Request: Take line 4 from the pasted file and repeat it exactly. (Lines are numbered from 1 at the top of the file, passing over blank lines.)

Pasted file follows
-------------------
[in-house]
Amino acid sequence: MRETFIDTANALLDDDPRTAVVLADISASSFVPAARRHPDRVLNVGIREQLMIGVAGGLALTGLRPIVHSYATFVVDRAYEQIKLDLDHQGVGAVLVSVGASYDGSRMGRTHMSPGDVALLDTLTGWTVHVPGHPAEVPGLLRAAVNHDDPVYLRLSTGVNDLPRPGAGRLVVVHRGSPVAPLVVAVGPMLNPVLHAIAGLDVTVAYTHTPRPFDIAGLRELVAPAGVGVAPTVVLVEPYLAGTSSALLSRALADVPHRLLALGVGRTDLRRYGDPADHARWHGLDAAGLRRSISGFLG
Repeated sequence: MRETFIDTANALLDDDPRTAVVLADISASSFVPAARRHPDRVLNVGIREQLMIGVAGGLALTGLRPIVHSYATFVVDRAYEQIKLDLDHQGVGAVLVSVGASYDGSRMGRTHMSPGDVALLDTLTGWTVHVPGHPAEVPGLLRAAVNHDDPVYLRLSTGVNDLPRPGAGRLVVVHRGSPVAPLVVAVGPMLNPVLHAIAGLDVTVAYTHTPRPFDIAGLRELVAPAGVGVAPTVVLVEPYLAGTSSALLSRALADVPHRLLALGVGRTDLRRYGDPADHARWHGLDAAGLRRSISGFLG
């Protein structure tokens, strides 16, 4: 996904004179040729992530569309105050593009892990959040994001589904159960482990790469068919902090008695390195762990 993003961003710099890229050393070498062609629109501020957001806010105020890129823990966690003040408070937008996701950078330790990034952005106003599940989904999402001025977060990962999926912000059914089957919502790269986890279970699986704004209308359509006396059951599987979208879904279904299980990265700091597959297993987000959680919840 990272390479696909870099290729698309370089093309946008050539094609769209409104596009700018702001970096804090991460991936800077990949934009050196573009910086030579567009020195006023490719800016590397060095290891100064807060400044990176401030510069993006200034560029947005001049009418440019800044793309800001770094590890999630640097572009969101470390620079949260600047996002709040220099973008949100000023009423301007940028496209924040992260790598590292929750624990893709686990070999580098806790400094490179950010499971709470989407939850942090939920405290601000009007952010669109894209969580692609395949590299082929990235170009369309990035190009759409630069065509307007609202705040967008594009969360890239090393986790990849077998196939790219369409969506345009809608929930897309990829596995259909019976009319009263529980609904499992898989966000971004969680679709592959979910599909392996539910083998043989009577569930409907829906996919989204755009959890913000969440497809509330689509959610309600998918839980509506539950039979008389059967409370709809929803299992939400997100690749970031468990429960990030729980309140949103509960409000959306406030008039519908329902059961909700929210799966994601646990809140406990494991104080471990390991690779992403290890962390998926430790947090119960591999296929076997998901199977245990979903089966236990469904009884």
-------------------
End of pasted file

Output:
């Protein structure tokens, strides 16, 4: 996904004179040729992530569309105050593009892990959040994001589904159960482990790469068919902090008695390195762990 993003961003710099890229050393070498062609629109501020957001806010105020890129823990966690003040408070937008996701950078330790990034952005106003599940989904999402001025977060990962999926912000059914089957919502790269986890279970699986704004209308359509006396059951599987979208879904279904299980990265700091597959297993987000959680919840 990272390479696909870099290729698309370089093309946008050539094609769209409104596009700018702001970096804090991460991936800077990949934009050196573009910086030579567009020195006023490719800016590397060095290891100064807060400044990176401030510069993006200034560029947005001049009418440019800044793309800001770094590890999630640097572009969101470390620079949260600047996002709040220099973008949100000023009423301007940028496209924040992260790598590292929750624990893709686990070999580098806790400094490179950010499971709470989407939850942090939920405290601000009007952010669109894209969580692609395949590299082929990235170009369309990035190009759409630069065509307007609202705040967008594009969360890239090393986790990849077998196939790219369409969506345009809608929930897309990829596995259909019976009319009263529980609904499992898989966000971004969680679709592959979910599909392996539910083998043989009577569930409907829906996919989204755009959890913000969440497809509330689509959610309600998918839980509506539950039979008389059967409370709809929803299992939400997100690749970031468990429960990030729980309140949103509960409000959306406030008039519908329902059961909700929210799966994601646990809140406990494991104080471990390991690779992403290890962390998926430790947090119960591999296929076997998901199977245990979903089966236990469904009884």